Parents urged to vaccinate children with MMR
The Public Health Agency has today reported a small number of confirmed and suspected cases of measles amongst children and young people within the Craigavon area, Co Armagh.
Measles is an acute infection caused by a virus. It used to be very common in children, but is now rare because of the high levels of MMR (Mumps, Measles and Rubella) immunisation. Although most common in children, it can occur at any age. Measles is very infectious and is caught either through direct contact with an infected person, or through the air when the patient coughs or sneezes.
Measles starts with feeling generally unwell, irritable, runny nose, red eyes, and an increasing fever (high temperature). After about 4 days, a rash appears of flat red or brown blotches; this lasts for 4-7 days. The whole illness lasts for up to 14 days.
For most children, measles is just a very unpleasant illness, for a few it can have more serious complications, these can include pneumonia, encephalitis (inflammation of the brain) and even death. An outbreak in the Republic of Ireland in 2000 resulted in more than 1600 cases and 3 deaths.
Dr Richard Smithson, Consultant in Communicable Disease Control with the Agency said: “These reported cases are currently confined to the Craigavon area and those who have contracted the illness are recovering well at home.”
Dr Smithson stressed the importance of vaccinating as many children and young people as possible: “It is vital that all children are immunised with the MMR vaccine at 15 months and get their second dose of MMR at their pre-school health check at 4 years of age. If your child has not received two doses of the vaccine you should contact your GP to arrange to have your child vaccinated. It is never too late to receive the vaccine and we would encourage children of all ages (at least until they have left school) to ensure that they have had two doses.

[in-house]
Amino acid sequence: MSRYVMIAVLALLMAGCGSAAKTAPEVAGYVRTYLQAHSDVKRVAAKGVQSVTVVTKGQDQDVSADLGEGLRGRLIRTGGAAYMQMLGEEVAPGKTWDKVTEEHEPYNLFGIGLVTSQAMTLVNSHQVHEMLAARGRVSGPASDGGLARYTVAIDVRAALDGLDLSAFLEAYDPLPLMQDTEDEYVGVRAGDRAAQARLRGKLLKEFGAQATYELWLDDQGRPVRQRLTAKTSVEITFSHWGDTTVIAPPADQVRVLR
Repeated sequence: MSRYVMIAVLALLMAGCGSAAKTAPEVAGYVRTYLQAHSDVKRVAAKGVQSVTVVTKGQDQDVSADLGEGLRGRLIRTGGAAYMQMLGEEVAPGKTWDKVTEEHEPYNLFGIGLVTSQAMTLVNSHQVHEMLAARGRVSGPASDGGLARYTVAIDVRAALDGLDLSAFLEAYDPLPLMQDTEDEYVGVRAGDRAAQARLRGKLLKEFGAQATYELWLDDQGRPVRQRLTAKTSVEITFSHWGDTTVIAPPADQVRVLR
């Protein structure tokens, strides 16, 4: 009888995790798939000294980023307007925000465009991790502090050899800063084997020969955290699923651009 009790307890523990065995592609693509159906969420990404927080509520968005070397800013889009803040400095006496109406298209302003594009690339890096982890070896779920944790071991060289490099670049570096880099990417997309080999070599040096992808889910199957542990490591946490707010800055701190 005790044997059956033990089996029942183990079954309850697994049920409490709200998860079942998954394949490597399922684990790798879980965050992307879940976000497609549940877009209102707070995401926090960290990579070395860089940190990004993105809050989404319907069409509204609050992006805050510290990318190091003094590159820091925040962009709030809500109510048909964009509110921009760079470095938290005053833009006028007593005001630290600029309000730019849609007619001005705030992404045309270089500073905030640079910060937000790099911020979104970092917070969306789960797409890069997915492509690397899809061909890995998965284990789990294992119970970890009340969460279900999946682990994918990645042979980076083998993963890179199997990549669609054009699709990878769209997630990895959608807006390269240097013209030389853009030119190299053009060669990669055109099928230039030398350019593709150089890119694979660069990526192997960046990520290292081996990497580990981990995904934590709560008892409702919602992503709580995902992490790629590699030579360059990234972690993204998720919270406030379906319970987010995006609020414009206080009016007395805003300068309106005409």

“In Northern Ireland we have had high uptake levels for MMR, which is why we have seen very few case of measles compared to both the rest of the UK and the Republic of Ireland. However, these cases remind us that there is no room for complacency,” he said.
Dr Smithson continued: “It is important for our population to keep very high uptake levels of the MMR vaccine to prevent the spread of infection. I would like to reassure parents that the MMR vaccine is very safe and the most effective way to prevent measles, mumps and rubella infections.”
“Parents who chose not to vaccinate their children are leaving them exposed to measles, mumps and rubella and all three of these diseases can have very serious complications,” he said.
Signs and Symptoms of Measles
Around 9-11 days after being in contact with the measles infection, the following symptoms begin to appear:
• Cold-like symptoms, such as runny nose, watery eyes, swollen eyelids, and sneezing;
• Red eyes and sensitivity to light;
• A mild to severe temperature, which may peak over 40.6C (105F) for several days. Temperature may fall after several days, but may go up again when the rash appears;
• Tiny greyish-white spots (called Koplik's spots) in the mouth and throat;
• Tiredness, irritability and general lack of energy;
• Aches and pains;
• Poor appetite;
• Dry cough;
• Red-brown spotty rash that appears 3-4 days after first symptoms, and lasts for up to eight days. The spots usually start behind the ears, spread around the head and neck, and after 2-3 days spread to the legs and the rest of the body. The spots start small but quickly get bigger and often join up together. Similar looking rashes may be mistaken for measles, but measles has a range of symptoms, not just a rash.
Most childhood rashes are not measles but you should consult your GP without delay if:
• you suspect it is measles;
• symptoms worsen;
• temperature increases to above 38°C;
• temperature stays high after other symptoms have gone.
For further information contact Shirlie Murtagh, Acting PR Manager, HSC Board on (028) 3741 4531 or 07792947733.